Methylmalonic Aciduria and Homocystinuria, cblC Type: MMACHC Gene Deletion/Duplication

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Condition Description

Vitamin B12 (cobalamin) is a cofactor required by two enzymes, methionine synthase (MTR) and methylmalonyl-CoA mutase (MUT). Disorders of intracellular cobalamin metabolism may impair the function of either or both enzymes:

o        Clinical syndromes involving defects in MUT function alone are called methylmalonic acidemia. Such defects can be caused by defective MUT enzyme or missing B12 cofactor. Certain subtypes of methylmalonic acidemia may be further defined by complementation analysis. Complementation groups causing isolated methylmalonic acidemia include cblA and cblB.

o        Clinical syndromes involving defective MTR function can be caused by defective MTR enzyme, missing cofactor, or defects in an enzyme that regenerates MTR: methionine synthase reductase (MTRR). Defective MTR function is associated with variable hyperhomocysteinemia and/or homocystinuria.

o        Disorders that cause isolated defects in MTR function, as well as disorders that cause combined defects in both MTR and MUT function, are named by complementation group. MTR-only and combined MUT/MTR cobalamin disorders include cblC, cblD, cblD variant 1, cblD variant 2, cblE, cblF, and cblG

The clinical manifestations of disorders of intracellular cobalamin metabolism, identified by complementation class as cblC, cblD, cblD variant 1, cblD variant 2, cblF, cblE, and cblG, can be highly variable even within a single complementation class. cblC is the most common of these disorders. The age of initial presentation of cblC ranges from (1) newborns who can be small for gestational age (SGA) and have microcephaly; to (2) infants who can have poor feeding, failure to thrive, pallor, and neurologic signs, and occasionally hemolytic uremic syndrome (HUS) and/or seizures including infantile spasms; to (3) toddlers who can have failure to thrive, poor head growth, cytopenias (including megaloblastic anemia), global developmental delay, encephalopathy, and neurologic signs such as hypotonia and seizures; and to (4) young adults/adults who can have confusion, other mental status changes, cognitive decline, and megaloblastic anemia.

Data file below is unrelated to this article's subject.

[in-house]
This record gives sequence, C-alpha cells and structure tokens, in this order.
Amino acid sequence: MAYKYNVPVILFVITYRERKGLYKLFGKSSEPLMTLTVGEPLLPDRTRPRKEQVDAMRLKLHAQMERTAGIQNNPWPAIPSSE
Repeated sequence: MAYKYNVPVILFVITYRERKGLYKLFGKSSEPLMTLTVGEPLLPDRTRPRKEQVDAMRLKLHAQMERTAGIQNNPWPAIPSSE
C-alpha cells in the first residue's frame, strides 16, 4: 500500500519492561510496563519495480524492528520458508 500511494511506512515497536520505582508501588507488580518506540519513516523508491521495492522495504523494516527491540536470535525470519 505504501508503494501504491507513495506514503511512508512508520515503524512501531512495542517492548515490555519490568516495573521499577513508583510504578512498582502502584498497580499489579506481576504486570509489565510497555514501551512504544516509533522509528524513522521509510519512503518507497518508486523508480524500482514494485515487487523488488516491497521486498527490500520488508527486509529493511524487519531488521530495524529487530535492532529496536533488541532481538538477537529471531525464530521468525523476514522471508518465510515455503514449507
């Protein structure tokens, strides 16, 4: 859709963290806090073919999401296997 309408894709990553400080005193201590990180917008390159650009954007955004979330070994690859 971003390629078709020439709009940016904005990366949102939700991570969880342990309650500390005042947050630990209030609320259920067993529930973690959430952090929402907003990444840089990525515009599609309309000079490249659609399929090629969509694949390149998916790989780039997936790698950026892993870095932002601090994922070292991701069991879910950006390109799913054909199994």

Metabolic screening tests such as urine organic acid analysis and plasma amino acid analysis help categorize the clinical syndrome. Analysis in specialized laboratories can establish the specific complementation class. Mutations in the MMACHC (1p34.1) gene cause cblC. The role of molecular genetic testing in diagnosis is evolving; molecular genetic testing may be faster and less expensive than complementation class analysis in establishing a specific diagnosis in a family.

All disorders of intracellular cobalamin metabolism are inherited in an autosomal recessive manner. Heterozygotes (carriers) are asymptomatic.

For patients with suspected cblC, sequence analysis is recommended as the first step in mutation identification. For patients in whom mutations are not identified by full gene sequencing, deletion/duplication analysis is appropriate.

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Genes (1)


This test is indicated for:

  • Confirmation of a clinical/biochemical diagnosis of cblC in an individual in whom sequence analysis is negative
  • Carrier testing in adults with a family history of cblC in whom sequence analysis is negative


DNA isolated from peripheral blood is hybridized to a CGH array to detect deletions and duplications. The targeted CGH array has overlapping probes which cover the entire genomic region.
Please note that a "backbone" of probes across the entire genome are included on the array for analytical and quality control purposes. Rarely, off-target copy number variants causative of disease may be identified that may or may not be related to the patient's phenotype. Only known pathogenic off-target copy number variants will be reported. Off-target copy number variants of unknown clinical significance will not be reported.


Detection is limited to duplications and deletions. The CGH array will not detect point or intronic mutations.

Results of molecular analysis must be interpreted in the context of the patient's clinical and/or biochemical phenotype.

Specimen Requirements

When sample fails to meet the acceptable criteria, please call 470.378.2200 and ask to speak with a laboratory genetic counselor (

Submit only 1 of the following specimen types

Preferred specimen type: Whole Blood

Type: Whole Blood

Specimen Requirements:

In EDTA (purple top) tube:
Infants (<2 years): 2-3 ml
Children (>2 years): 3-5 ml
Older Children & Adults: 5-10 ml

Specimen Collection and Shipping: Refrigerate until time of shipment. Ship sample within 5 days of collection at room temperature with overnight delivery.

Type: Saliva

Specimen Requirements:

OrageneTM Saliva Collection kit (available through EGL) used according to manufacturer instructions.

Specimen Collection and Shipping: Store sample at room temperature. Ship sample within 5 days of collection at room temperature with overnight delivery.

Special Instructions

Submit copies of diagnostic biochemical test results with the sample, if appropriate. Contact the laboratory if further information is needed.

Sequence analysis is required before deletion/duplication analysis by targeted CGH array. If sequencing is performed outside of EGL Genetics, please submit a copy of the sequencing report with the test requisition.

  • Sequencing analysis of the MMACHC gene is available and is required before deletion/duplication analysis.
  • Prenatal testing is available to couples who are confirmed carriers of mutations. Please contact the laboratory genetic counselor to discuss appropriate testing prior to collecting a prenatal specimen.

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